EI, also known as “fifth disease” or “slapped-cheek disease,” is a common viral illness that appears sporadically or in epidemics. It typically presents in children aged 4-11 during the winter and spring months. In adults, the infection almost always goes unrecognized.
The classic presentation of EI is a bright, erythematous rash that appears on the cheeks and forehead but spares the nasolabial fold and perioral area (as though the patient had been slapped on the cheeks). The rash fades after four days. A red lacy or fishnetlike rash on the torso and extremities often follows resolution of the facial rash. Sun exposure, bathing, and exercise are known to exacerbate the appearance of the rash. Pruritus may also be present. Concurrent arthralgias and GI complaints are more often seen in adults than in children. Knee, hand, and ankle joints are typically affected, and pain is often symmetrical. Joint pain is not found in men. In adult women, arthralgias may last from two weeks to four years.
More serious complications of EI include thrombocytopenia and neutropenia. Transient aplastic crisis can occur in patients with chronic hemolysis. Bone marrow failure may be seen in immunocompromised patients.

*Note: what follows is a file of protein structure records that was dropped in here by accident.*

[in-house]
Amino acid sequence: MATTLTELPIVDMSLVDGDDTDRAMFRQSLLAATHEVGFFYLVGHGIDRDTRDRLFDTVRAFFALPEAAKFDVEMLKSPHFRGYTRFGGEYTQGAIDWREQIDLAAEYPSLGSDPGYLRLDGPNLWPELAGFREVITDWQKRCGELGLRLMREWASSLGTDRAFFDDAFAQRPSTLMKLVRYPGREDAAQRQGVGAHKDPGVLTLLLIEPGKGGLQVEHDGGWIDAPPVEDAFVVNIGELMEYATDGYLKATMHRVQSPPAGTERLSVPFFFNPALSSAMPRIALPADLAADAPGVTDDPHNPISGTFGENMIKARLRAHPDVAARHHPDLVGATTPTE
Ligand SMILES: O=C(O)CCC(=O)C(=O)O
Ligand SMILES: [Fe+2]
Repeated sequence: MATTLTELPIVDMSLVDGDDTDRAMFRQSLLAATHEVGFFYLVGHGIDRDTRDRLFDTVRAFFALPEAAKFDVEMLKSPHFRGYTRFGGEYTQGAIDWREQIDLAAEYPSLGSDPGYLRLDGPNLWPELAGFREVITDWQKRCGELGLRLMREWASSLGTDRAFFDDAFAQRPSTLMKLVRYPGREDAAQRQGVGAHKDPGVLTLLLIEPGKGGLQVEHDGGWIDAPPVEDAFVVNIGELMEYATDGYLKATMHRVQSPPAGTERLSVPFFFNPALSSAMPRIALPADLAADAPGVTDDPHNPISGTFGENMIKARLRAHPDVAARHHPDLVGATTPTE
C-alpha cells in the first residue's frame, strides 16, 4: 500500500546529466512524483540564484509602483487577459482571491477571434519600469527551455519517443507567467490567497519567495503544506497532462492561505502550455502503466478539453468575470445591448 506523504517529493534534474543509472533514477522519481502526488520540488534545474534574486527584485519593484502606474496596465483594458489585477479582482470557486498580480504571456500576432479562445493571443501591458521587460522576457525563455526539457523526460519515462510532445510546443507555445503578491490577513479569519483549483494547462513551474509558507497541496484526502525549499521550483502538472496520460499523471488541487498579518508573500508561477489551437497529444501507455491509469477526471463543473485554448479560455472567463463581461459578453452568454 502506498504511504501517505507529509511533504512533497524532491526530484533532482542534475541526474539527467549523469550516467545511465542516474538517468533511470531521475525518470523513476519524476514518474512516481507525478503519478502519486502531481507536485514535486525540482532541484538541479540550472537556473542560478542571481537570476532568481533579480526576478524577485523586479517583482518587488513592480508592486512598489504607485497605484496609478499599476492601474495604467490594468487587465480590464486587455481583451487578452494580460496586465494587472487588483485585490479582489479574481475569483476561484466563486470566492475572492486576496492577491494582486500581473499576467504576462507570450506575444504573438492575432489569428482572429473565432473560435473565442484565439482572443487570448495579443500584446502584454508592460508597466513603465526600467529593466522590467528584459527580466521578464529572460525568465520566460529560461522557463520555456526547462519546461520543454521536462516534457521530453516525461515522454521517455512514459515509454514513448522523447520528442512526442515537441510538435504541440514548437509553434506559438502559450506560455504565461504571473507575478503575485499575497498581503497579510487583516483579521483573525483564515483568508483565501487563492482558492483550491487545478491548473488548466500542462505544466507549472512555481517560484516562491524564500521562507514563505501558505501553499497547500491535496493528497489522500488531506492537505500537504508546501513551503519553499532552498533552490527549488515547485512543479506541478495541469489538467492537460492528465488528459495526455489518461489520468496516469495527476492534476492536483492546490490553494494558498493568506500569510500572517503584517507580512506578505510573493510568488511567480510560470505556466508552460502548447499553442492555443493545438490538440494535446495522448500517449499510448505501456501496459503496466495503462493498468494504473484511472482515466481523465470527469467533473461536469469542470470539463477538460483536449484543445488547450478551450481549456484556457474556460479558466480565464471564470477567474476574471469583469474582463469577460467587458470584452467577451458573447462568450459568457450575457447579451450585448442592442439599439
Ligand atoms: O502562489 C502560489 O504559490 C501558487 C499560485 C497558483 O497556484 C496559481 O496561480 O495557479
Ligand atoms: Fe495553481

Expectant mothers are at risk for fetal infection. A pregnant woman with a new rash or arthralgia should be tested for EI. Most commonly, pregnant women have asymptomatic seroconversion. Fetal demise is a possibility due to severe anemia or fetal hydrops. Greatest during the first trimester at <9%, the risk of fetal demise drops in succeeding months. Congenital abnormalities have not been reported in live births to mothers with EI.
Generally, diagnosis is made following a thorough examination and history, including presenting symptoms. Testing is rarely required. Blood tests should be performed on pregnant or immunocompromised patients with suspected disease. A serum B19-specific IgM antibody will confirm recent infection. Serum IgG antibody will confirm past infection and immunity.
Treatment typically is not required for patients with EI. The illness is self-limiting, and the rash usually resolves within a few weeks. Clinicians should reassure the patient that the rash is temporary and does not require treatment. Immunocompromised, anemic, and pregnant patients should be referred to the appropriate specialists.
Because EI is so common, preventing exposure is often impossible. It is recommended that infected children not be excluded from school because transmission occurs prior to symptom onset.
Mrs. R’s fevers and rash subsided about four weeks after they first appeared. Her joint pain, however, persisted for approximately six weeks. The hydrocodone and acetaminophen allowed her to continue with her normal daily routine.
Mrs. R provides a perfect example of how a very common disease can present in an unlikely patient population and with atypical symptoms. Hers was the first case of adult EI that had ever been seen in our clinic.